The Hills and the Valley

Entrepreneurs harness trade and vibrant highways for peace!

 

Manipur and Nagaland’s land-linked geography, politics and history ensure they are interdependent and interconnected with each other. Highways are the arteries through which goods and services are transported. They also provide the means through which cross-cultural interactions are nurtured and relationships are cultivated.

 

However, remnants of the colonial project in this region are still visible through state boundaries and governmental structures. We are often unaware of its longstanding impact on our cultures. The imposition of boundaries without people’s informed consent has had far-reaching consequences. The roadways built during the colonial project supported militarization, as means of invading, exploiting, and controlling local people. Nonetheless, it provided opportunities for the people to connect and facilitated moving people, goods and ideas.

 

Keeping this in mind, we can explore the areas of commerce and trade for new patterns of relationships based on mutual respect. This can also stimulate the economy and benefit everyone.

 

Today, the People-State contest has been effectively reduced to People-People. The Naga and Meitei relationship is such a case. Now the Indian State not only re-defines the problem to suit its own purposes, but assumes the role of a peace mediator. Maintaining the contested colonial boundaries seems to have become the functional political goal of the Indian State.

 

Unfortunately, this means the root causes of the problem have misplaced positions that have become entrenched, severing relationships between neighbors. Traditional relationships of mutual interdependence and overlapping boundaries that existed long before this intrusion into our space and land are now in limbo.

 

It is within the backdrop of this complex and unfolding situation that vibrant highways need to be explored. Any initiative needs to meaningfully assure that the basic question of justice is at the center of the process.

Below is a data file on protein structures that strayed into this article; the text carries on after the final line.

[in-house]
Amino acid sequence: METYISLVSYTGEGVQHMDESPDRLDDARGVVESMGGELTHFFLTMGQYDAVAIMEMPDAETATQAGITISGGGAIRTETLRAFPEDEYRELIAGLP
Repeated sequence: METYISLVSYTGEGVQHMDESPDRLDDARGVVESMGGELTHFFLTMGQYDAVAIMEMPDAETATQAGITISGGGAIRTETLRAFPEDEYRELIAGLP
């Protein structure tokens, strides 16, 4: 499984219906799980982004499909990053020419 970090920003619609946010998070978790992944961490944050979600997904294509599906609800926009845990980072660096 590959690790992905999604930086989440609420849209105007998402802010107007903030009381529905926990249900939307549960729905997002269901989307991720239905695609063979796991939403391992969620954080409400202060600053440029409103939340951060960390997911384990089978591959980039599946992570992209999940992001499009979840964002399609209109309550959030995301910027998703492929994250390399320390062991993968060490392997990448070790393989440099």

The hill peoples’ sense of deliberate denial and systematic marginalization needs redressal. Furthermore, the perception that political power and economic resources are concentrated in the valley should be examined and rectified. Similarly, the constant economic blockades have destabilized the people’s well-being in the Imphal Valley. They are the cause of deep anguish and humanitarian concerns which need to be addressed.

 

Empirical evidence shows that in times of crisis the highways have constantly been used as a political bargaining tool. This approach weakens and undermines people’s legitimate rights. It also deepens the divide as it tears at the broken relationship between the hills and the valley.

 

The contentions around the highway are but a reflection of the broader and deeper issues that remain inconclusive. The stakeholders have polarized perceptions on the same issue and are unable to understand the problem from the position of the other. Ingrained in their own narrative, all the stakeholders are in danger of being consumed by their single story.

 

So, from a peacebuilding perspective, the Highways bring into focus the broader cross-cultural interaction of exploring new relationships. The vibrancy of the highways is directly related to the question of peace. Since, peace is a process, not an end in itself — it needs constant nurturing. This happens when we talk with each other, have relationships and build trust. Entrepreneurs are in the unique position to build economic links across this cultural and political divide.

 

Such partnerships become the glue for cultivating cross-cultural relationships and overcoming exclusive divisive perceptions of each other. The stakeholders need to engage with each other and map the root-causes of the issues that are dividing them. More importantly, they need to take ownership of defining the problems from their own perspectives and partner to explore solutions together.

 

E. F. Schumacher observed that, “Development does not start with goods; it starts with people and their education, organization, and discipline.” Furthermore, economic growth needs to reflect “social cohesion, cooperation, mutual respect, and above all, self-respect, courage in the face of adversity, and the ability to bear hardship.”

 

Ultimately, cross-cultural trade is inherently about cross-cultural relationships between people. It is also about understanding differences which requires mutual respect, reciprocal trust, critical cooperation and establishing partnerships. The relationship between cross-cultural trade and peace presents a means for harmonious co-existence among neighbors. In essence, cross-cultural trade is an opportunity to make a difference and to build peace through entrepreneurial collaborations.

 



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